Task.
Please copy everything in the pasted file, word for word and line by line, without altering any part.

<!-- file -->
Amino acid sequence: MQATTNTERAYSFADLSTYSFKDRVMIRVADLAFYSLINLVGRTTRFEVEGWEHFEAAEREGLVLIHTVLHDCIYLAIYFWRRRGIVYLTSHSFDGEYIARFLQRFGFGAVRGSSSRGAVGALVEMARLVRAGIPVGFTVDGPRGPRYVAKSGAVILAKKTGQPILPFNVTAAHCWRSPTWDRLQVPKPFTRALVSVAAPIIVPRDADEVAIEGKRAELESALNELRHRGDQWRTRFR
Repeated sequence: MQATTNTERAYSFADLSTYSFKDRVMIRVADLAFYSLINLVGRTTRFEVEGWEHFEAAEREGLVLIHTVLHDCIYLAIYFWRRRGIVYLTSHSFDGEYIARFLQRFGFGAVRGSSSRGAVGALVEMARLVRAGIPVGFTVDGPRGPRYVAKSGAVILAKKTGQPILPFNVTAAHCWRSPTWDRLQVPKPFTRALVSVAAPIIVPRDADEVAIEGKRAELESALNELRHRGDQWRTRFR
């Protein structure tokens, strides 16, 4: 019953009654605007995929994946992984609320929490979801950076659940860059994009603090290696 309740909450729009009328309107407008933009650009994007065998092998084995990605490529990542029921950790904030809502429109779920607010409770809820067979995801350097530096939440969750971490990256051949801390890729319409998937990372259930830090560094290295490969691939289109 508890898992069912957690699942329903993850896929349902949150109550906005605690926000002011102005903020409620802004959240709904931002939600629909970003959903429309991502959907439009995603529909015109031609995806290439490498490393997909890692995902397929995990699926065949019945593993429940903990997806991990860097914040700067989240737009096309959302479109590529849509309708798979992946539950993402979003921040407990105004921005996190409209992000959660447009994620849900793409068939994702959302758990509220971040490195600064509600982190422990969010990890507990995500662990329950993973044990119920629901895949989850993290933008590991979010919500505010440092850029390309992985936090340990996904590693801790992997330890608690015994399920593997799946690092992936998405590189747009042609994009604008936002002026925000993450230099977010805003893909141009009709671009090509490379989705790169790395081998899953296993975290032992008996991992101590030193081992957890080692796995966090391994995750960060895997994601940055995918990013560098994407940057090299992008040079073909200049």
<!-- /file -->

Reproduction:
Amino acid sequence: MQATTNTERAYSFADLSTYSFKDRVMIRVADLAFYSLINLVGRTTRFEVEGWEHFEAAEREGLVLIHTVLHDCIYLAIYFWRRRGIVYLTSHSFDGEYIARFLQRFGFGAVRGSSSRGAVGALVEMARLVRAGIPVGFTVDGPRGPRYVAKSGAVILAKKTGQPILPFNVTAAHCWRSPTWDRLQVPKPFTRALVSVAAPIIVPRDADEVAIEGKRAELESALNELRHRGDQWRTRFR
Repeated sequence: MQATTNTERAYSFADLSTYSFKDRVMIRVADLAFYSLINLVGRTTRFEVEGWEHFEAAEREGLVLIHTVLHDCIYLAIYFWRRRGIVYLTSHSFDGEYIARFLQRFGFGAVRGSSSRGAVGALVEMARLVRAGIPVGFTVDGPRGPRYVAKSGAVILAKKTGQPILPFNVTAAHCWRSPTWDRLQVPKPFTRALVSVAAPIIVPRDADEVAIEGKRAELESALNELRHRGDQWRTRFR
């Protein structure tokens, strides 16, 4: 019953009654605007995929994946992984609320929490979801950076659940860059994009603090290696 309740909450729009009328309107407008933009650009994007065998092998084995990605490529990542029921950790904030809502429109779920607010409770809820067979995801350097530096939440969750971490990256051949801390890729319409998937990372259930830090560094290295490969691939289109 508890898992069912957690699942329903993850896929349902949150109550906005605690926000002011102005903020409620802004959240709904931002939600629909970003959903429309991502959907439009995603529909015109031609995806290439490498490393997909890692995902397929995990699926065949019945593993429940903990997806991990860097914040700067989240737009096309959302479109590529849509309708798979992946539950993402979003921040407990105004921005996190409209992000959660447009994620849900793409068939994702959302758990509220971040490195600064509600982190422990969010990890507990995500662990329950993973044990119920629901895949989850993290933008590991979010919500505010440092850029390309992985936090340990996904590693801790992997330890608690015994399920593997799946690092992936998405590189747009042609994009604008936002002026925000993450230099977010805003893909141009009709671009090509490379989705790169790395081998899953296993975290032992008996991992101590030193081992957890080692796995966090391994995750960060895997994601940055995918990013560098994407940057090299992008040079073909200049």